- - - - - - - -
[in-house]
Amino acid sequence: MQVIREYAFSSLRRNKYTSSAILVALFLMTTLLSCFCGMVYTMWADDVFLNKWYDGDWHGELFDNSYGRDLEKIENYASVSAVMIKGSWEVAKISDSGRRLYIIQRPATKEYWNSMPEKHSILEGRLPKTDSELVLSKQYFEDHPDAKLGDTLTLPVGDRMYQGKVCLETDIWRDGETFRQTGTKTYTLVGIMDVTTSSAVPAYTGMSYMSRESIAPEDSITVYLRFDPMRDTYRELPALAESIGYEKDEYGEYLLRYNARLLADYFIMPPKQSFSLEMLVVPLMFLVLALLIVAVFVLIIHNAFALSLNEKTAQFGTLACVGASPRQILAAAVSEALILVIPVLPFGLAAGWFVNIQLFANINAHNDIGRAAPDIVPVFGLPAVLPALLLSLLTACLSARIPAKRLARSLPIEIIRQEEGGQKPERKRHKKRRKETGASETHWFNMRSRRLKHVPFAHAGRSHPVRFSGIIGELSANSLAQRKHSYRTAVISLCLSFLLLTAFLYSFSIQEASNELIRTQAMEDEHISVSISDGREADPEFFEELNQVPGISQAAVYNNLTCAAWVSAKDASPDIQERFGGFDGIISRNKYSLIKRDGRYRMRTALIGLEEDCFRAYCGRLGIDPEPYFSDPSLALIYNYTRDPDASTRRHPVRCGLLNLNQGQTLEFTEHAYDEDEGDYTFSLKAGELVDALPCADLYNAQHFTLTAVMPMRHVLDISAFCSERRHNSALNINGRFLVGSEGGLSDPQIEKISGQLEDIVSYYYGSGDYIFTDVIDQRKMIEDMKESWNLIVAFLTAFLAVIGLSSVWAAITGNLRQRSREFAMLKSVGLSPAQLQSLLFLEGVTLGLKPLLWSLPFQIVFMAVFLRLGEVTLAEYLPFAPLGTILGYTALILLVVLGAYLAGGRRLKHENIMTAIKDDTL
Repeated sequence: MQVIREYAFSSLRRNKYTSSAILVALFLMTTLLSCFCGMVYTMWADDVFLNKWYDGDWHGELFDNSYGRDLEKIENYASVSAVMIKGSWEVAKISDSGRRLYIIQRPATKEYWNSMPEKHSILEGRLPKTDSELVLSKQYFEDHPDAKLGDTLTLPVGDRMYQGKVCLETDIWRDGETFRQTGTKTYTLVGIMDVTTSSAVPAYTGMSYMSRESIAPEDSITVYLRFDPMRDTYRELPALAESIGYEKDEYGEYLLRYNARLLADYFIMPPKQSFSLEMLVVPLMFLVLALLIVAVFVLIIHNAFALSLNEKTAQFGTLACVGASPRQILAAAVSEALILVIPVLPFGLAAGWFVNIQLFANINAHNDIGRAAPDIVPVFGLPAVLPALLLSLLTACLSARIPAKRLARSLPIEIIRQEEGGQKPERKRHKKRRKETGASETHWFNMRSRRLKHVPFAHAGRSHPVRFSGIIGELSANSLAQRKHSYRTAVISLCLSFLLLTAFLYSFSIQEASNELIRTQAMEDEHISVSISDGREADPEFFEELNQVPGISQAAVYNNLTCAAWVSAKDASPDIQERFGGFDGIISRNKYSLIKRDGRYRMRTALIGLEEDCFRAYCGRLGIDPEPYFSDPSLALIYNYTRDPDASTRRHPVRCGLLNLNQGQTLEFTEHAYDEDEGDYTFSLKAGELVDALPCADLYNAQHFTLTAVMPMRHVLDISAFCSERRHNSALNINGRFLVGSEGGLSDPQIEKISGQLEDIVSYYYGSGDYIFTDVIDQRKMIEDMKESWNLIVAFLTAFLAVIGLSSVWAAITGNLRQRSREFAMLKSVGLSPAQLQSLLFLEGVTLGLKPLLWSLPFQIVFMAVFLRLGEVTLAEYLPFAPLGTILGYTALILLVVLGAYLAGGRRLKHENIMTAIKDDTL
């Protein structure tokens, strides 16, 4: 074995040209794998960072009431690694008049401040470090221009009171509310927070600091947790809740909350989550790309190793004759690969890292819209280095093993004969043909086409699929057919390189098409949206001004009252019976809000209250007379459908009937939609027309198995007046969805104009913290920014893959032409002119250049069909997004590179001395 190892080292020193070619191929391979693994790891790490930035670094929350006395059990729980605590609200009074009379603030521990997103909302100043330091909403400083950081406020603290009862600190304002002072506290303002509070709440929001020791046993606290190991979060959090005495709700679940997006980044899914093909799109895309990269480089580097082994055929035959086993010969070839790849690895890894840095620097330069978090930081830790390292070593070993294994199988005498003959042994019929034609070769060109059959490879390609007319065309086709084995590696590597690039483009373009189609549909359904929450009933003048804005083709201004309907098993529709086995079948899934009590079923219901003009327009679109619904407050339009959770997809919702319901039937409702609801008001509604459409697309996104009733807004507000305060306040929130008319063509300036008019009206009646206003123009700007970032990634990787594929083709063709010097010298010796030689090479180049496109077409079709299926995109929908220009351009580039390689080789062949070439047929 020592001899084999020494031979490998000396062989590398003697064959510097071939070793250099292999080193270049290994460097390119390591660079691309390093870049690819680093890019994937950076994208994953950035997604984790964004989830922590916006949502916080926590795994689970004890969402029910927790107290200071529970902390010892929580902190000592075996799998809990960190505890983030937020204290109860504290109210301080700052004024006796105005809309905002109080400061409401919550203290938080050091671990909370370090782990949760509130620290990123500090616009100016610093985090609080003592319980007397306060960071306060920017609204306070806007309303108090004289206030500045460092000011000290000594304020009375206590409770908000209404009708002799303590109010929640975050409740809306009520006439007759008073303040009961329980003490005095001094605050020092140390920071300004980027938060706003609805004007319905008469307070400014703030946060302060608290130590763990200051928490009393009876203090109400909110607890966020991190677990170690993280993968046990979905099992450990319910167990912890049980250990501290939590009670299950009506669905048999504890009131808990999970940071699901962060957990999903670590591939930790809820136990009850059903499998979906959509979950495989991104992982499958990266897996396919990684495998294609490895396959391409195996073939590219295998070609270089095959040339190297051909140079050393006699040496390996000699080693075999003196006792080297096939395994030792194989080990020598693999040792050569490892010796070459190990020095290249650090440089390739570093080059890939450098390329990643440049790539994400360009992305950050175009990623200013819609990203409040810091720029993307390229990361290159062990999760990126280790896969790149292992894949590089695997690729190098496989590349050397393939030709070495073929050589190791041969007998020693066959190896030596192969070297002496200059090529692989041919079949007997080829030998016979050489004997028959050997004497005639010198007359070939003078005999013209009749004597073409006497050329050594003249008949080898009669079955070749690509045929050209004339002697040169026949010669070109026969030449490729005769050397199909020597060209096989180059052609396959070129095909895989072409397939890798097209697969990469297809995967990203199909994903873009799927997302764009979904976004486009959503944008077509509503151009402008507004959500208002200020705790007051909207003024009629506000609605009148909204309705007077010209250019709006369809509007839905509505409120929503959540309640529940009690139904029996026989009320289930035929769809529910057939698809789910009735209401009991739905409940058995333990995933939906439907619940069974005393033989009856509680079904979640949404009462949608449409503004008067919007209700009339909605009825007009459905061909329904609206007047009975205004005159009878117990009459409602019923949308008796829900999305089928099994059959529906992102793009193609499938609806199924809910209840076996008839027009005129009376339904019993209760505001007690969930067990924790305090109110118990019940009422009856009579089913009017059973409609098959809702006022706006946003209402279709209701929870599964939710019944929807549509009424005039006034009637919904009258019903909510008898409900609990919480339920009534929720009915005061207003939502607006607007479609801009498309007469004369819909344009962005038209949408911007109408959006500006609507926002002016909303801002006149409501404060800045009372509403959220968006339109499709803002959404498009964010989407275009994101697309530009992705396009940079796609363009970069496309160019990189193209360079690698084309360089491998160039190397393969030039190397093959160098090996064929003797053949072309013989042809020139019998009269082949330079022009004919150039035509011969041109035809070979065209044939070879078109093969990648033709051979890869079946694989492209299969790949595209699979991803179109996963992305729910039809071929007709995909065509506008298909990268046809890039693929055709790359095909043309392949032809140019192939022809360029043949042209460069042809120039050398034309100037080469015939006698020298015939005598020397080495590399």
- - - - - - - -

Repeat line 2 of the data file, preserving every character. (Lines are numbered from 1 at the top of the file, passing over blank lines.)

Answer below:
Amino acid sequence: MQVIREYAFSSLRRNKYTSSAILVALFLMTTLLSCFCGMVYTMWADDVFLNKWYDGDWHGELFDNSYGRDLEKIENYASVSAVMIKGSWEVAKISDSGRRLYIIQRPATKEYWNSMPEKHSILEGRLPKTDSELVLSKQYFEDHPDAKLGDTLTLPVGDRMYQGKVCLETDIWRDGETFRQTGTKTYTLVGIMDVTTSSAVPAYTGMSYMSRESIAPEDSITVYLRFDPMRDTYRELPALAESIGYEKDEYGEYLLRYNARLLADYFIMPPKQSFSLEMLVVPLMFLVLALLIVAVFVLIIHNAFALSLNEKTAQFGTLACVGASPRQILAAAVSEALILVIPVLPFGLAAGWFVNIQLFANINAHNDIGRAAPDIVPVFGLPAVLPALLLSLLTACLSARIPAKRLARSLPIEIIRQEEGGQKPERKRHKKRRKETGASETHWFNMRSRRLKHVPFAHAGRSHPVRFSGIIGELSANSLAQRKHSYRTAVISLCLSFLLLTAFLYSFSIQEASNELIRTQAMEDEHISVSISDGREADPEFFEELNQVPGISQAAVYNNLTCAAWVSAKDASPDIQERFGGFDGIISRNKYSLIKRDGRYRMRTALIGLEEDCFRAYCGRLGIDPEPYFSDPSLALIYNYTRDPDASTRRHPVRCGLLNLNQGQTLEFTEHAYDEDEGDYTFSLKAGELVDALPCADLYNAQHFTLTAVMPMRHVLDISAFCSERRHNSALNINGRFLVGSEGGLSDPQIEKISGQLEDIVSYYYGSGDYIFTDVIDQRKMIEDMKESWNLIVAFLTAFLAVIGLSSVWAAITGNLRQRSREFAMLKSVGLSPAQLQSLLFLEGVTLGLKPLLWSLPFQIVFMAVFLRLGEVTLAEYLPFAPLGTILGYTALILLVVLGAYLAGGRRLKHENIMTAIKDDTL